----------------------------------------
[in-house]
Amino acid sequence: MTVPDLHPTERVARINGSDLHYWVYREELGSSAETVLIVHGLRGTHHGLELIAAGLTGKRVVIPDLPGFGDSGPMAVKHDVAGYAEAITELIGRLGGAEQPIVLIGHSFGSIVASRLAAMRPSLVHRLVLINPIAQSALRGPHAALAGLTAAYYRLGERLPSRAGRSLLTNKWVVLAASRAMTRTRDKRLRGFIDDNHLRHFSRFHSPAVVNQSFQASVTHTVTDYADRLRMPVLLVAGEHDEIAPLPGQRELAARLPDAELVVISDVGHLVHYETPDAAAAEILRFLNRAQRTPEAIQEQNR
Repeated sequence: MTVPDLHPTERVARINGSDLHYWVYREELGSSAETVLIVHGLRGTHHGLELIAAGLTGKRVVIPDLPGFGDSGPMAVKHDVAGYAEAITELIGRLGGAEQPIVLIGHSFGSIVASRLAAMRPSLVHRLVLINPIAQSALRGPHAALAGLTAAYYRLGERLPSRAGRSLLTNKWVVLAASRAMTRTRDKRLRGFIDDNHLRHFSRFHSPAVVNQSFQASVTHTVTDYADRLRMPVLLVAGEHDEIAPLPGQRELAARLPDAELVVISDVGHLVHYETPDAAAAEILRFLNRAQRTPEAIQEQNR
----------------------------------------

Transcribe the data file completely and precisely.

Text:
[in-house]
Amino acid sequence: MTVPDLHPTERVARINGSDLHYWVYREELGSSAETVLIVHGLRGTHHGLELIAAGLTGKRVVIPDLPGFGDSGPMAVKHDVAGYAEAITELIGRLGGAEQPIVLIGHSFGSIVASRLAAMRPSLVHRLVLINPIAQSALRGPHAALAGLTAAYYRLGERLPSRAGRSLLTNKWVVLAASRAMTRTRDKRLRGFIDDNHLRHFSRFHSPAVVNQSFQASVTHTVTDYADRLRMPVLLVAGEHDEIAPLPGQRELAARLPDAELVVISDVGHLVHYETPDAAAAEILRFLNRAQRTPEAIQEQNR
Repeated sequence: MTVPDLHPTERVARINGSDLHYWVYREELGSSAETVLIVHGLRGTHHGLELIAAGLTGKRVVIPDLPGFGDSGPMAVKHDVAGYAEAITELIGRLGGAEQPIVLIGHSFGSIVASRLAAMRPSLVHRLVLINPIAQSALRGPHAALAGLTAAYYRLGERLPSRAGRSLLTNKWVVLAASRAMTRTRDKRLRGFIDDNHLRHFSRFHSPAVVNQSFQASVTHTVTDYADRLRMPVLLVAGEHDEIAPLPGQRELAARLPDAELVVISDVGHLVHYETPDAAAAEILRFLNRAQRTPEAIQEQNR